Athletic capacity: 24 hours

By Shannon Blankenship

An athlete’s mental health is often attributed to how well they perform. Although performance plays an important role in validation for their sport, balancing school and sport is a task that can be difficult to manage.

Whether it be Division I or Division III, many athletes feel the pressures of and confined by their schedules. In a survey conducted by Colorado State, over half of the athletes said they feel they did not have enough time to study due to their athletic schedule.

Interview from Colorado State survey. Video Credit: Audrey Rodríguez

Sophomore on the women’s soccer team Maryalice Skutnik is an athlete that feels these same pressures. 

“My schedule is overwhelming,” Skutnik said. “I don’t have enough time for myself during the day. I end up staying up really late in order to make time for myself. I am constantly required to do things for other people, such as assignments for professors or showing up to practice and games for my teammates and coaches.”

While taking on this workload, finding time to take care of herself has not been easy. 

“We are constantly required to put in so much of our time for whatever sport we play, so finding time for yourself is one of the most difficult tasks. Because school is always the number one priority, we are never able to put that aspect of our lives on hold,” Skutnik said. 

Being a student by day and an athlete by night has proven to have a large effect on mental health. Mental health concerns remain at the top of studies conducted about the well-being of student athletes. 

NCAA well-being survey results. Photo Credit: NCAA

Sophomore on the men’s basketball team Colby Jordan is another athlete that faces these challenges. Taking two to three classes per day, managing when and what to eat, while also taking the time to perform well academically, Jordan’s mental health is on the back burner.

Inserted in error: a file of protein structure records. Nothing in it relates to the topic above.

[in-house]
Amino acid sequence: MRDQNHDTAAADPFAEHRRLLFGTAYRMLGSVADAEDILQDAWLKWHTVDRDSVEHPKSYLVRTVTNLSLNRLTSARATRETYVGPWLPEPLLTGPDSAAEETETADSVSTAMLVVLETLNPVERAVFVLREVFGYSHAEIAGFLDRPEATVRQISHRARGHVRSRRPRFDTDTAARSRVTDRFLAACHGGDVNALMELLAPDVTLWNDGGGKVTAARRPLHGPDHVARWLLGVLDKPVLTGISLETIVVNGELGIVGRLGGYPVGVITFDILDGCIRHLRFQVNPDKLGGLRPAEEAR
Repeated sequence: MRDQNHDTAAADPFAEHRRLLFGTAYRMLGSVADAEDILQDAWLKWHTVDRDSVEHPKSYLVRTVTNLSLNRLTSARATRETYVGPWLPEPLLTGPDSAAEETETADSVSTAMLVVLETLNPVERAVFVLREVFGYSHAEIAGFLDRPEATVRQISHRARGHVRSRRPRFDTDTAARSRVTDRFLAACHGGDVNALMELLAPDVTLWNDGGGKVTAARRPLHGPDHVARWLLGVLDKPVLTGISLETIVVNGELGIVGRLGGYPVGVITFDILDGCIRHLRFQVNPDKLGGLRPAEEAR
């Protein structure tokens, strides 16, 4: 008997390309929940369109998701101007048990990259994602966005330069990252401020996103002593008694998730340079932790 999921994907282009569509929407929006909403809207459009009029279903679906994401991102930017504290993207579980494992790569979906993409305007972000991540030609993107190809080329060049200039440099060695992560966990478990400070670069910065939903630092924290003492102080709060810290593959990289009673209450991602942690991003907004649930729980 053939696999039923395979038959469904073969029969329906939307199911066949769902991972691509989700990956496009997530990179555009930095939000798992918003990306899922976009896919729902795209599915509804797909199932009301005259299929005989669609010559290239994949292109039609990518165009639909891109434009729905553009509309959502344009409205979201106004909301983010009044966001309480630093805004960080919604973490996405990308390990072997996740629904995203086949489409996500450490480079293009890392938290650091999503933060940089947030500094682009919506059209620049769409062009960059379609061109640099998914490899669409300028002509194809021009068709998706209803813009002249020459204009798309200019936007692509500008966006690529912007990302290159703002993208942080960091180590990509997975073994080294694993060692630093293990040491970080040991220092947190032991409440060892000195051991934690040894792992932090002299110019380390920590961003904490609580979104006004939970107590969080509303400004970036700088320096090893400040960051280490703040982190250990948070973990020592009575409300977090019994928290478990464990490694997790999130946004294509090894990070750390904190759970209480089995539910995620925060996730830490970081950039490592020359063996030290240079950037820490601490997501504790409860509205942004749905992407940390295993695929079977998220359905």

“I think mental health is put on hold for athletics,” Jordan said. “My body, mind and spirit rely on my mental health. If I can’t take care of myself, it affects my relationships and physical health. It’s sometimes hard for me to keep my mental health at a stable place because I’m an athlete, but I try to figure out a routine to get myself back on track.”

Senior Erin Radack, once a collegiate basketball player, stepped back from the sport. She realized that the stress and anxiety of having such a packed schedule was not beneficial for her well-being.

“I never knew what to do. I didn’t learn healthy coping mechanisms until after I quit,” Radack said. “I found myself lashing out at my partner, skipping class, missing assignments or reaching for a glass of wine after practice. I was told to just get through it because I was tough. Eventually, I broke.”

With more time on her hands, Radack noticed how much she is able to accomplish in just a few hours. 

“I didn’t realize that having three hour practices, traveling for away games, getting in the gym outside of practice and film sessions was affecting my mental health until it was gone. It was just what student-athletes do, but no one talks about how draining it actually is. It’s amazing how much I can get done while my roommate is at practice. I have time for homework, a job, cleaning, making dinner, laundry, all things that sometimes get pushed aside for student-athletes, but are important for mental well-being.”

It is because of players such as these three that there are rules and regulations in place to protect athletes.

The NCAA strictly enforces daily and weekly hour limitations for athletes. It is mandatory for athletes in season to have one day off within a 20 hour week. This includes all aspects of sport; meetings, coach and captain led practices or workouts, mandatory lifts, etc.  

Before any other title, these student-athletes are people, and a person’s capacity can only go so high before they break. 



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